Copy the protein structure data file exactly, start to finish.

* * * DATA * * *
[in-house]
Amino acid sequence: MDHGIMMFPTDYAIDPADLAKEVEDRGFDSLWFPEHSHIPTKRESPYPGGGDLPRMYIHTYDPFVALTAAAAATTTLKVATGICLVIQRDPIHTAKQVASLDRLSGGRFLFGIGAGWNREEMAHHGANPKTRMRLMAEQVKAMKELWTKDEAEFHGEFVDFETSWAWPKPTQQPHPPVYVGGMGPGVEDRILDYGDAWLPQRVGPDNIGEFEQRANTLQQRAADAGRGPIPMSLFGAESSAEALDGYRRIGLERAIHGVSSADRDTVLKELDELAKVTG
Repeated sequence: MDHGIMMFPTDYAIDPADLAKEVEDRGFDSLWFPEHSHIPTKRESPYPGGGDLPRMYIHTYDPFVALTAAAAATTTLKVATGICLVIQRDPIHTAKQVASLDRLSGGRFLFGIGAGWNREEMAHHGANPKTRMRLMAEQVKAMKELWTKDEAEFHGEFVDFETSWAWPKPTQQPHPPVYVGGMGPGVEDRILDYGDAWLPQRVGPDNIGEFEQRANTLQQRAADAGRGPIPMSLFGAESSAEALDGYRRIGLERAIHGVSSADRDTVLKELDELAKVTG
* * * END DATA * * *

[in-house]
Amino acid sequence: MDHGIMMFPTDYAIDPADLAKEVEDRGFDSLWFPEHSHIPTKRESPYPGGGDLPRMYIHTYDPFVALTAAAAATTTLKVATGICLVIQRDPIHTAKQVASLDRLSGGRFLFGIGAGWNREEMAHHGANPKTRMRLMAEQVKAMKELWTKDEAEFHGEFVDFETSWAWPKPTQQPHPPVYVGGMGPGVEDRILDYGDAWLPQRVGPDNIGEFEQRANTLQQRAADAGRGPIPMSLFGAESSAEALDGYRRIGLERAIHGVSSADRDTVLKELDELAKVTG
Repeated sequence: MDHGIMMFPTDYAIDPADLAKEVEDRGFDSLWFPEHSHIPTKRESPYPGGGDLPRMYIHTYDPFVALTAAAAATTTLKVATGICLVIQRDPIHTAKQVASLDRLSGGRFLFGIGAGWNREEMAHHGANPKTRMRLMAEQVKAMKELWTKDEAEFHGEFVDFETSWAWPKPTQQPHPPVYVGGMGPGVEDRILDYGDAWLPQRVGPDNIGEFEQRANTLQQRAADAGRGPIPMSLFGAESSAEALDGYRRIGLERAIHGVSSADRDTVLKELDELAKVTG